MICHAEL: How did you become an artist? Do you come from an artistic family?
ALBERTO: I started my art studies very early and also worked as an assistant for painters and photographers. Around age of 18, I was selected for my first collective exhibition in São Paulo and then I stayed on the road. Unfortunately, there are no other artists in family. My father was an electrician and my mother is a dedicated housewife. All of them have very sensitive hearts and even with this art sharing absence, or maybe for this reason, my family is a fundamental inspiration source.
MICHAEL: You must have had a very active imagination as a kid because your work is so ethereal and almost magical. Where does this come from?
ALBERTO: Yes, my childhood was very hard, but very rich in many aspects. My father was a very religious and curious person and I used to follow him in many religions simultaneously, Catholic to Seicho-no-ie, from the Orthodox church to Africans rituals, from Gospel to Hinduism. So the diversity of belief experiences I had by his side and also lots of illustrated material we had at home influenced me a lot. Also, I think reading made up a lot of my visual imagination, even nowadays. My first book was Agatha Christie. As a child, I was anxious to learn how to read and used to collect books waiting for right moments to use them.
MICHAEL: Wow. Yes, your work definitely has a strong spirituality. What role does living in São Paulo play in your work? It's a big, bustling city. Is there much spirituality there? How does the city affect you?
ALBERTO: São Paulo is surprising; a combination of the best and the worst. Through it for instance, I find out how much I miss nature and silence and consequently this is also registered in some of my works.
MICHAEL: Yes, nature plays a big role in your work. Are you an environmentalist or do you just like to portray nature in your work? What does the environment mean to you?
ALBERTO: Environment is an extension. I like it, but it hardly ever appears only by itself in my work. It works like a fuse to develop a natural or artificial atmosphere. The environment in my works justifies the presence or absence of something or someone’s act. The opposite also happens, the lack of environment in my portraits must carry environment in their faces and nothing else is necessary.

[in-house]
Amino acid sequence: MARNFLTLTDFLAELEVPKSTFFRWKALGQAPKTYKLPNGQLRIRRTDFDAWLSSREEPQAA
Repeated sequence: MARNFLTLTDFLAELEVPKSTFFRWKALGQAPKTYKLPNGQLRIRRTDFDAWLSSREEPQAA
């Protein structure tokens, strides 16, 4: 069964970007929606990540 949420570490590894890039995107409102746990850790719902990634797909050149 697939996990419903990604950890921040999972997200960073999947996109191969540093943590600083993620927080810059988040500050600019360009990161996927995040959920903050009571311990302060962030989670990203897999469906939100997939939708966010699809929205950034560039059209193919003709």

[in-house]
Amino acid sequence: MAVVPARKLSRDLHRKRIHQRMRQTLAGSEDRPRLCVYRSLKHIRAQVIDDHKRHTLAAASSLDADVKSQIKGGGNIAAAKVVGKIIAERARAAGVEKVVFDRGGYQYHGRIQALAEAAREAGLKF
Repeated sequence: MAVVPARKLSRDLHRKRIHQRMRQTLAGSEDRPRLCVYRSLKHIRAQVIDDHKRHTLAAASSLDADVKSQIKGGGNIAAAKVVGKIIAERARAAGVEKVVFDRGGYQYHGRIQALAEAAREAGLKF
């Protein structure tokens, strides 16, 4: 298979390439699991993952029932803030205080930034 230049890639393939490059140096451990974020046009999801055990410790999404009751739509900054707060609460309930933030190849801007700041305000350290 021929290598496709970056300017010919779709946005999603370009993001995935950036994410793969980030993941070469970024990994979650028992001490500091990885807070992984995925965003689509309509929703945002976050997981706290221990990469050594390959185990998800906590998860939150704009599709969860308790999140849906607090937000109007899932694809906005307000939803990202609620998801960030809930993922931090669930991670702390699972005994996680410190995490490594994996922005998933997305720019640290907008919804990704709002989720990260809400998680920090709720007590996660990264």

MICHAEL: I think the works of Latin American artists are the most warm and human of all genres. Do you agree? Why?
ALBERTO: I tend to agree. For many years, we were colonized and contaminated. We repeated foreign aesthetic patterns and social problems and political regimes caused injuries literally on artists and consequently on art production, so difficult moments are still happening nowadays. I have many reasons to believe that these warm and human traits that you mentioned are only some of the characteristics of our vanguard potential.
MICHAEL: Finally Alberto, When you are creating your art, what are you saying to the world?
ALBERTO: I try to exercise what I am through what I do. It’s all there. When creating, I’m addressing my own needs for things that only art can give. It all starts with a dialogue, like we were doing here and it’s about sharing more than only communicating. With time, artworks develop their own lives of significance … with or without the artist.
MICHAEL: Thanks Alberto. This has been great.
ALBERTO: You are welcome Michael.
You’ve heard from Alberto, now check out his work at www.flickr.com/photos/alberto_oliveira/show.